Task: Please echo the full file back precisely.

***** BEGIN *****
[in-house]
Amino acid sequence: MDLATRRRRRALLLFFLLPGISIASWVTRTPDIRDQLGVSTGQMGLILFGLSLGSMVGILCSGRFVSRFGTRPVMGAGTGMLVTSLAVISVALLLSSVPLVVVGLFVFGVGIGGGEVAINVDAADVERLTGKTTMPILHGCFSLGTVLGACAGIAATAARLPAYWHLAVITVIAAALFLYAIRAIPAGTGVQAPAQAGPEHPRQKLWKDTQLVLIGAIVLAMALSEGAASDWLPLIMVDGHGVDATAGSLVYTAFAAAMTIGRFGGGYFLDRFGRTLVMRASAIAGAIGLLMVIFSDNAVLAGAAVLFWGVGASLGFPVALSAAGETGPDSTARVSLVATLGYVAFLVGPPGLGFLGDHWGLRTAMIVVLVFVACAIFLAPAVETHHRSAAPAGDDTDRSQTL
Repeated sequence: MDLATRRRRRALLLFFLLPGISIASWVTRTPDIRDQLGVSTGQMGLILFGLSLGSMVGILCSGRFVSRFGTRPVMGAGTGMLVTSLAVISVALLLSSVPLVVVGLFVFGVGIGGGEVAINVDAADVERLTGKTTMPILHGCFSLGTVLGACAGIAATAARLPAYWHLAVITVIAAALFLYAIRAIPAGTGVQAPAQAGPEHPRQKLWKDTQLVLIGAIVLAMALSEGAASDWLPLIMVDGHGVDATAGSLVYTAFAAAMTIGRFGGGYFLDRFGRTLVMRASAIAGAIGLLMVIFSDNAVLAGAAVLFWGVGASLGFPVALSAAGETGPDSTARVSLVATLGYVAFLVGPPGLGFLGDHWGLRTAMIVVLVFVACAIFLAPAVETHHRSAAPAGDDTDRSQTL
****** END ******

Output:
[in-house]
Amino acid sequence: MDLATRRRRRALLLFFLLPGISIASWVTRTPDIRDQLGVSTGQMGLILFGLSLGSMVGILCSGRFVSRFGTRPVMGAGTGMLVTSLAVISVALLLSSVPLVVVGLFVFGVGIGGGEVAINVDAADVERLTGKTTMPILHGCFSLGTVLGACAGIAATAARLPAYWHLAVITVIAAALFLYAIRAIPAGTGVQAPAQAGPEHPRQKLWKDTQLVLIGAIVLAMALSEGAASDWLPLIMVDGHGVDATAGSLVYTAFAAAMTIGRFGGGYFLDRFGRTLVMRASAIAGAIGLLMVIFSDNAVLAGAAVLFWGVGASLGFPVALSAAGETGPDSTARVSLVATLGYVAFLVGPPGLGFLGDHWGLRTAMIVVLVFVACAIFLAPAVETHHRSAAPAGDDTDRSQTL
Repeated sequence: MDLATRRRRRALLLFFLLPGISIASWVTRTPDIRDQLGVSTGQMGLILFGLSLGSMVGILCSGRFVSRFGTRPVMGAGTGMLVTSLAVISVALLLSSVPLVVVGLFVFGVGIGGGEVAINVDAADVERLTGKTTMPILHGCFSLGTVLGACAGIAATAARLPAYWHLAVITVIAAALFLYAIRAIPAGTGVQAPAQAGPEHPRQKLWKDTQLVLIGAIVLAMALSEGAASDWLPLIMVDGHGVDATAGSLVYTAFAAAMTIGRFGGGYFLDRFGRTLVMRASAIAGAIGLLMVIFSDNAVLAGAAVLFWGVGASLGFPVALSAAGETGPDSTARVSLVATLGYVAFLVGPPGLGFLGDHWGLRTAMIVVLVFVACAIFLAPAVETHHRSAAPAGDDTDRSQTL